She also reports, "From mid-1970 through 1972, nearly 350,000 women left their own states to obtain legal abortions in New York, one of the few states where abortion was then legal and available to nonresidents." That distinction, "available to nonresidents," raises the question of whether Congress might pass a DOMA-like act or one more similar to the Fugitive Slave Act than what Will posits: a law that requires states that do permit abortion not to allow citizens not of that state to obtain abortions there.
States may well decree that Life begins at conception, but they are unlikely to begin classifying fetuses as Persons/ Citizens -- or as in Texas, Individuals -- unless their own courts turn on them and find abortion rights in the state constitutions, at which point fetuses become Persons so killing them can be deemed homicide, a violation of the individual's right, instead of just a violation of the state's interest.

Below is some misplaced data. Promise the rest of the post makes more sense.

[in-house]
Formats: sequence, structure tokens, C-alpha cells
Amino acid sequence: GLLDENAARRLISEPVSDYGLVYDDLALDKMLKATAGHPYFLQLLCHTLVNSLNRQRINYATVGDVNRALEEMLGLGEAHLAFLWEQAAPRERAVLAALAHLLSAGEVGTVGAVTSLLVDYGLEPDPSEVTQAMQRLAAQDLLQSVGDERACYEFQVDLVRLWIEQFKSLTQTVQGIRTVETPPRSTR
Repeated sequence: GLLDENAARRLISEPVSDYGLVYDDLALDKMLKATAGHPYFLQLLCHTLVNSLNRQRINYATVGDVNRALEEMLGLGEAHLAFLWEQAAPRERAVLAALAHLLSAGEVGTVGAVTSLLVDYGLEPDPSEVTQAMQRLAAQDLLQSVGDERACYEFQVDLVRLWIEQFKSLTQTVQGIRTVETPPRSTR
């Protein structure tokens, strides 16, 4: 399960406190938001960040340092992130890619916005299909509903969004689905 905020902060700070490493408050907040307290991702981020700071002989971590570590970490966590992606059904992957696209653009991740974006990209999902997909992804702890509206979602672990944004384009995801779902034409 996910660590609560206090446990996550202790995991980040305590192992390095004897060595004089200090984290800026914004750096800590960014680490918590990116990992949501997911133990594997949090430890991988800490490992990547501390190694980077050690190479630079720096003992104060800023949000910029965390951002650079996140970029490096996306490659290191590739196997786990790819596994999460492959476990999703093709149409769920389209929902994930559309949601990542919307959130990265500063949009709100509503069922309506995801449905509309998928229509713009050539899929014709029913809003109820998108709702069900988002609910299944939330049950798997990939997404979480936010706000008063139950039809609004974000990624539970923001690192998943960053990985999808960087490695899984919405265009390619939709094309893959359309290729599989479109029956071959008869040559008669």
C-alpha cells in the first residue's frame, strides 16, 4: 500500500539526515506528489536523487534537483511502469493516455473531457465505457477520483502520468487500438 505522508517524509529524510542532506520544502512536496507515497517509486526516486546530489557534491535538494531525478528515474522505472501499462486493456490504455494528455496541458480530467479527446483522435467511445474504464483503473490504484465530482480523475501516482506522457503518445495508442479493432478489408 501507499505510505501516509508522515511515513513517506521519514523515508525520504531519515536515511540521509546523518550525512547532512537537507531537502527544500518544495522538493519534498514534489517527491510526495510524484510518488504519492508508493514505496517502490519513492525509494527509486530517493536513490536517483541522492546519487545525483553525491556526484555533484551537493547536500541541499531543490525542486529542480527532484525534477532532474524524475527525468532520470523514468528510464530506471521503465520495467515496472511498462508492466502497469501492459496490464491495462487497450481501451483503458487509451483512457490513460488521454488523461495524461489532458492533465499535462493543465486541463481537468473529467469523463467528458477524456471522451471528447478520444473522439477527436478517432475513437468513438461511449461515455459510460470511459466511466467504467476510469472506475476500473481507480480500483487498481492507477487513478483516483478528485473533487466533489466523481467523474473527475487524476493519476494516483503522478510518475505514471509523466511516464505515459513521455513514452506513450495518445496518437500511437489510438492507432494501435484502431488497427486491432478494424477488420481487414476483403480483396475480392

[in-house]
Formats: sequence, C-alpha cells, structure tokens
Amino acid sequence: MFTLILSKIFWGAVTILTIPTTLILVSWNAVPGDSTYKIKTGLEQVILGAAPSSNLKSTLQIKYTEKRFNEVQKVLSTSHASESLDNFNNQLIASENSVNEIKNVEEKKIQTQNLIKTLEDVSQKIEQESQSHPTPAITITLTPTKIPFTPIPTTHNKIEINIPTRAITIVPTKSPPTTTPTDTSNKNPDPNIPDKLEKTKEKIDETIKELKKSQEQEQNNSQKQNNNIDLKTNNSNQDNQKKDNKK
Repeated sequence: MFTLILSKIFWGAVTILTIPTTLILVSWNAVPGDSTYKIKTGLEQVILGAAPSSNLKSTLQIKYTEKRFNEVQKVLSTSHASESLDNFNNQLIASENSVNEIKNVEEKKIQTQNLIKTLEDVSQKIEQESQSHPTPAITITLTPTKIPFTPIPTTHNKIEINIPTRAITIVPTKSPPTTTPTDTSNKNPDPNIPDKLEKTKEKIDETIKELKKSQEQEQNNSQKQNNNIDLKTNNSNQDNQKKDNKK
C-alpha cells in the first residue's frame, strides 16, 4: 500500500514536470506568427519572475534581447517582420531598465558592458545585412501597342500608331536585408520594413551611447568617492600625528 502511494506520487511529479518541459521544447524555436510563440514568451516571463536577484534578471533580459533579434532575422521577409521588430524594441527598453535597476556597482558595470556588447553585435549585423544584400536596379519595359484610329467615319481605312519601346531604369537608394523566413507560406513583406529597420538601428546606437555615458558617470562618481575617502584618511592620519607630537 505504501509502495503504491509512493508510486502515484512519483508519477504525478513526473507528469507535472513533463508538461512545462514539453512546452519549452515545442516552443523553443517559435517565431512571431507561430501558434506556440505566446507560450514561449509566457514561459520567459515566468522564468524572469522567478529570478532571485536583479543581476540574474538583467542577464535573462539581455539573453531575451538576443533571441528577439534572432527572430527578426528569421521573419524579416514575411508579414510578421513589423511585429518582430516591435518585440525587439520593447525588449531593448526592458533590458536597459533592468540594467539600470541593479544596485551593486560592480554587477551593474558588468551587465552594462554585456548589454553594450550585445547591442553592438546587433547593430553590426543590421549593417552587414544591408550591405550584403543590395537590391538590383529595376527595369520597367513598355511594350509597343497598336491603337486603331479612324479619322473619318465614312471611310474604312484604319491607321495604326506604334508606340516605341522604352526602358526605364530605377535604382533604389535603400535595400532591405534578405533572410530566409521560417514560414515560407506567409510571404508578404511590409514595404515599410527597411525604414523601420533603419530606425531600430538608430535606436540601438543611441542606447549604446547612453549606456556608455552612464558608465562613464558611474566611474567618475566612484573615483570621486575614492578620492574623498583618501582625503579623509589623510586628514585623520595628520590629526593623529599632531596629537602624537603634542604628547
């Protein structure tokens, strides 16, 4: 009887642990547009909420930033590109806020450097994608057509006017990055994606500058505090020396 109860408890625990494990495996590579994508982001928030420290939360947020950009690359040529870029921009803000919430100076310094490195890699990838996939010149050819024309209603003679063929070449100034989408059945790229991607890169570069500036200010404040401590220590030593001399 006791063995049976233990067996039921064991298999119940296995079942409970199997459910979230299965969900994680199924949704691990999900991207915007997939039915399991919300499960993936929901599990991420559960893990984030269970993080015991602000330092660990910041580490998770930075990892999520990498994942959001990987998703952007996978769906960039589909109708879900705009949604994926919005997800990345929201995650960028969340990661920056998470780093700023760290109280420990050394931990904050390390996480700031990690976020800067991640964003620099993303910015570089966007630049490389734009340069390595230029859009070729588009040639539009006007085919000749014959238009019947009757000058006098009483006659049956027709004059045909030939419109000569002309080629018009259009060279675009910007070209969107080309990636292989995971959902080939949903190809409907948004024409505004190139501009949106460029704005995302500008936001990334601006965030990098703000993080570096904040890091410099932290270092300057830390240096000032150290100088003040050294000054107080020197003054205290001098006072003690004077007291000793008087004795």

Considering that states have not managed to pass laws that ban pregnant women from consuming alcohol, smoking or performing other legal activities that endanger the fetus, a law that banned travel by pregnant women seems unlikely to pass. How would the state find out that she had had an abortion so it could enforce a long-arm statute, without the cooperation of hospitals in other states who would disprove her claim of having had a miscarriage* while traveling? Putting a fetus in custody reveals the part of abortion that most pro-lifers would like to forget, that the woman carrying the fetus is prisoner to whatever measures that are passed in the name of the fetus's protection. Such measures actually might galvanize opposition to abortion regulation, as women publicized how they have been prevented from traveling because they are under suspicion as possible aborters.